Rabat - Prostitution is one of the world’s oldest professions and a social institution that has been recorded throughout humanity’s history.
Rabat – Prostitution is one of the world’s oldest professions and a social institution that has been recorded throughout humanity’s history.
According to Cesare Lombroso’s key terms and concepts, the term prostitute denotes a woman who exchanges sex for money, or any woman, but particularly one who belongs to the lower classes, who has sexual experience outside marriage.
The legal definition of prostitution in Morocco is “all illicit relationship between a man and a woman without marriage.” According to Morocco’s criminal code, under the section of “corruption of youth and prostitution,” penalties vary depending on the types of prostitution. In criminal anthropology, “the born prostitute is a woman who is hopelessly doomed to sexual promiscuity.” Lambroso identifies the born prostitutes as the counterpart of the male born criminal.
The primary definition of prostitution in Morocco, which is a crime in the kingdom’s law, differs from its definition in Western countries. For example, in Germany the common definition of prostitution is any paid sexual relation between two persons.
Some historical sources relate the phenomenon of prostitution in Morocco with the cruelty of wars and diseases suffered by recruits in the ranks of the colonial armies, which was a reason to give them support through girls that satisfy their sexual desires in the colonial wars in the early twentieth century.
Additionally, there were women recruited from among the local people, who were forced to provide psychological support to the Corps soldiers after their return from the fierce fighting during the so-called “calm phase.” Marrakesh was also known for its sex workers in a famous neighborhood called the “Land of Moses” and in gentrified upscale neighborhoods like Gueliz.
In Sex and Self-hood, professor Mathew A. Foust said: “social and economic conditions force the women to become an object with little or no control of her own destiny, subjected to violence and oppression from men who exert power over her….”
As Kamala Kempadoo states regarding sex and notions of selfhood: “many women who work in the sex trade in third world and non-western countries, including Asia, would have us understand prostitution in a different light…as work within a clearly defined industry, as a survival strategy, or as a way of making do when other options are limited or closed.”
In the contemporary society of Morocco, in addition to individuals who are forced to prostitution to survive, it is in my opinion that some girls and women engage in prostitution not necessarily because of poverty, but perhaps for more materialistic reasons.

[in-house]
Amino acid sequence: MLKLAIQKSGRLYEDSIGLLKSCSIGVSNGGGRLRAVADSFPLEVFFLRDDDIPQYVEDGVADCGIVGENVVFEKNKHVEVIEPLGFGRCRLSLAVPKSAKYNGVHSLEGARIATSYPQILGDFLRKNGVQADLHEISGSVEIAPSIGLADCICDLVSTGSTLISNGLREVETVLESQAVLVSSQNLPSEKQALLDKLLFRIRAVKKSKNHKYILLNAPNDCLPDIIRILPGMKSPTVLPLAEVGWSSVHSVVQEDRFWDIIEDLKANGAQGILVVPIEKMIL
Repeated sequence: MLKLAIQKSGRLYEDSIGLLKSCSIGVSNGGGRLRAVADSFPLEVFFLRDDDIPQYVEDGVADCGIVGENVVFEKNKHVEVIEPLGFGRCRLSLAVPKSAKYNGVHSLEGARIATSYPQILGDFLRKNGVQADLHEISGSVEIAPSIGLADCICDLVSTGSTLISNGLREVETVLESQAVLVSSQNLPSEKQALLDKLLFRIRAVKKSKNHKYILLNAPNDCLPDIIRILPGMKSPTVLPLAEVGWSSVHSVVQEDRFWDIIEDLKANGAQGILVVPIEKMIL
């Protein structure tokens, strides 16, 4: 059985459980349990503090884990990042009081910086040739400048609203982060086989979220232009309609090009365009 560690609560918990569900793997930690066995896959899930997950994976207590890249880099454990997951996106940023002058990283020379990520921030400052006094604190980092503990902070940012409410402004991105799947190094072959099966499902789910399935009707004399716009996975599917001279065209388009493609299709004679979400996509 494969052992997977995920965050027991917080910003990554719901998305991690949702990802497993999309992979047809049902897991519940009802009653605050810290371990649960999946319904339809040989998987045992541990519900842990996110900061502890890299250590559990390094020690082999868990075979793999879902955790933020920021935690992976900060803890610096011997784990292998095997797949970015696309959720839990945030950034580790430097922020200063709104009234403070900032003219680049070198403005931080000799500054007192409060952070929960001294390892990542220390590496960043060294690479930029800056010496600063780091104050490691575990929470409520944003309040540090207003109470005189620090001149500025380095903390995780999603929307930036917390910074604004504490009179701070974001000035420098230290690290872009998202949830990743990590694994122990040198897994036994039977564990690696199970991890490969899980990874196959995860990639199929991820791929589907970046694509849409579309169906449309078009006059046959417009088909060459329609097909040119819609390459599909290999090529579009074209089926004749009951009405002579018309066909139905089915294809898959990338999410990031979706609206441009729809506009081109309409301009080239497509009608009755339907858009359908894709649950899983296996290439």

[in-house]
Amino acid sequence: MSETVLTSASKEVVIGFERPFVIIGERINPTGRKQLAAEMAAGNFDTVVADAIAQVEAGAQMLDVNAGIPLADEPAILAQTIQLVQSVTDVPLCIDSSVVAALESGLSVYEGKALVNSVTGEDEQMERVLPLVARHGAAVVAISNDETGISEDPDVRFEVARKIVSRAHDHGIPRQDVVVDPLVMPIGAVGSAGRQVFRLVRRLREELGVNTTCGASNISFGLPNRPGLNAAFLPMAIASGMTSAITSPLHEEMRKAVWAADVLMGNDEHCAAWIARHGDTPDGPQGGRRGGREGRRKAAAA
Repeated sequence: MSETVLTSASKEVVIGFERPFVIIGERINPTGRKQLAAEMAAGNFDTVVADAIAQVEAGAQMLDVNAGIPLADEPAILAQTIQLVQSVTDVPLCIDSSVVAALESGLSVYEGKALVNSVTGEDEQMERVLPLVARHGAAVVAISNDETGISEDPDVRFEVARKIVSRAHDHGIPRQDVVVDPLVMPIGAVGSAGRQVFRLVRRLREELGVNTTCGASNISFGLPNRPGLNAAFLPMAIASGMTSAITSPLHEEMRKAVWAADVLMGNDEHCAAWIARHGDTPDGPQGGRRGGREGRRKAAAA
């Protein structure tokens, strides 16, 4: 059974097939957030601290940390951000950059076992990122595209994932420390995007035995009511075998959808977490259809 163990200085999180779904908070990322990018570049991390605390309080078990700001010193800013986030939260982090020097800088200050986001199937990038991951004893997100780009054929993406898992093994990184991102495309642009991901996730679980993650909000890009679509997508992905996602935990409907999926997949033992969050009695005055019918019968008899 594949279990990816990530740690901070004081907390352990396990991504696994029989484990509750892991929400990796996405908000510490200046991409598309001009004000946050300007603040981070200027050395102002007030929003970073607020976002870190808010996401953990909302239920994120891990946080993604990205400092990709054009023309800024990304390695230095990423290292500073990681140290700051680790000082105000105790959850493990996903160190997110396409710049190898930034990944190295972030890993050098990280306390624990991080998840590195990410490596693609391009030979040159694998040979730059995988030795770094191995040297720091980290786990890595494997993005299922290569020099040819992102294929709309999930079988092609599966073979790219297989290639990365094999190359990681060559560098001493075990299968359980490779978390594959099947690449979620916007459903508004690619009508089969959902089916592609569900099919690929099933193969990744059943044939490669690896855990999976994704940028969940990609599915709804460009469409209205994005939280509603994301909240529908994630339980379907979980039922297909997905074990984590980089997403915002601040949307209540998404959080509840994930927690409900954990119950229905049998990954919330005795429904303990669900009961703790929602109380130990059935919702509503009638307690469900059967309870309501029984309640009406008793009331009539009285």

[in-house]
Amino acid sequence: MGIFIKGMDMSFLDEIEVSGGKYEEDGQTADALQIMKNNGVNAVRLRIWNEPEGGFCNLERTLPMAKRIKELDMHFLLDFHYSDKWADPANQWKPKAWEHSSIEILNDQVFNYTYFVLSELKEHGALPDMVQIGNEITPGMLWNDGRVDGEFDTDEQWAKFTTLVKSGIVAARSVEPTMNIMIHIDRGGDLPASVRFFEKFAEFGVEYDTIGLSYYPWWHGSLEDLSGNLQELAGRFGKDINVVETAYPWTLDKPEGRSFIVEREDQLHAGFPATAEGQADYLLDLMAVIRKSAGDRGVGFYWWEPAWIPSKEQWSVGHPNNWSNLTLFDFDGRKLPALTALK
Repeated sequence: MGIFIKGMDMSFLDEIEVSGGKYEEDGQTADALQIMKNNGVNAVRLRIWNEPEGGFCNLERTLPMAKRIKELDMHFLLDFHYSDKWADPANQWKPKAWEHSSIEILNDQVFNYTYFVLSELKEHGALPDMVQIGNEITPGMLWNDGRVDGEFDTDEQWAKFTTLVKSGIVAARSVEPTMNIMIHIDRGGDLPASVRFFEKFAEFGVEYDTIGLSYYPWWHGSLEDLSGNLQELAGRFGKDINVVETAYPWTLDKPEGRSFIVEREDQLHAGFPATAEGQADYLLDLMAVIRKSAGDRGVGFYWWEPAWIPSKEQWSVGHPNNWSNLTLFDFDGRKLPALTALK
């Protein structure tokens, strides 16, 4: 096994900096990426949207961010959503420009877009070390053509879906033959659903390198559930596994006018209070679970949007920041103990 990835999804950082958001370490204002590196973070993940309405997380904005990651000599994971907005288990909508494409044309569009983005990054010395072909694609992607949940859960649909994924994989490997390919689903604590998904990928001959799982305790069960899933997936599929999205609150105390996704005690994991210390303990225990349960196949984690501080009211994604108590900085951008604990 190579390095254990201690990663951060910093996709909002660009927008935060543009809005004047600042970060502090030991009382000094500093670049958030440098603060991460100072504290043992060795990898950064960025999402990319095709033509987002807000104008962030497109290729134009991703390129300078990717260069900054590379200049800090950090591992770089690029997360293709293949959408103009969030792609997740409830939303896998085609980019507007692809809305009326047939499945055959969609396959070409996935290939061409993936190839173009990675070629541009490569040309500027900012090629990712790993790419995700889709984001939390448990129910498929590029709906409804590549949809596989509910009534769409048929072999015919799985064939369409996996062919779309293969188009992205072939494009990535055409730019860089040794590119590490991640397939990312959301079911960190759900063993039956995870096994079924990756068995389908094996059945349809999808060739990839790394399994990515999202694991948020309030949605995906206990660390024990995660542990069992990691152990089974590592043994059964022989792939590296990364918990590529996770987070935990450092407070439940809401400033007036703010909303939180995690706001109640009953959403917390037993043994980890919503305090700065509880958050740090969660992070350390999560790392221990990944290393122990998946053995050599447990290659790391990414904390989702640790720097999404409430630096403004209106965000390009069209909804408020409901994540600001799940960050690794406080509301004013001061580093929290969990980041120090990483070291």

It is my assumption that these individuals may be attracted to the cosmopolitanism that the extra cash brings. Studies have been written on individuals who are from wealthy families but who still engage in a life of prostitution, whether for increased luxury, their own lack of self-worth, childhood abuse, or perhaps even skewed notions of pleasure.
Individuals engaged in the sex trade are notoriously the victims of violence. The forms of violence that are practiced against sex workers may be physical, sexual, emotional, or psychological in the form of insults, humiliation, and controlling behavior by a john or pimp. The illegality of prostitution in countries like Morocco make women reticent to speak up when faced with from their clients in order to avoid apprehension by the police.
All of the above leads us to ask: why should we have a broad examination of the holistic reasons for making a movie with prostitution in the kingdom as its subject? Director Nabile Ayouch had a vision regarding this phenomenon, and this vision has been equally supported by some and attacked by others. Regardless, the movie itself breaks the silence and raises attention to a taboo subject in our society.
I cannot say if I support or reject the film Much Loved just yet, as I would merely be judging a book by its cover before watching the full version as others have done who have based their attacks on a few short previewed clips.
We must seek to transcend the taboo and discomfort the film’s subject may create within us and deeply examine solutions to this societal problem. If some critics believe the movie presented a positive idea in a negative way, I challenge you to provide an alternative solution to this problem in our society rather than simply raging and blaming without helping our country and our people.
The views expressed in this article are the author’s own and do not necessarily reflect Morocco World News’ editorial policy
© Morocco World News. All Rights Reserved. This material may not be published, rewritten or redistributed without permission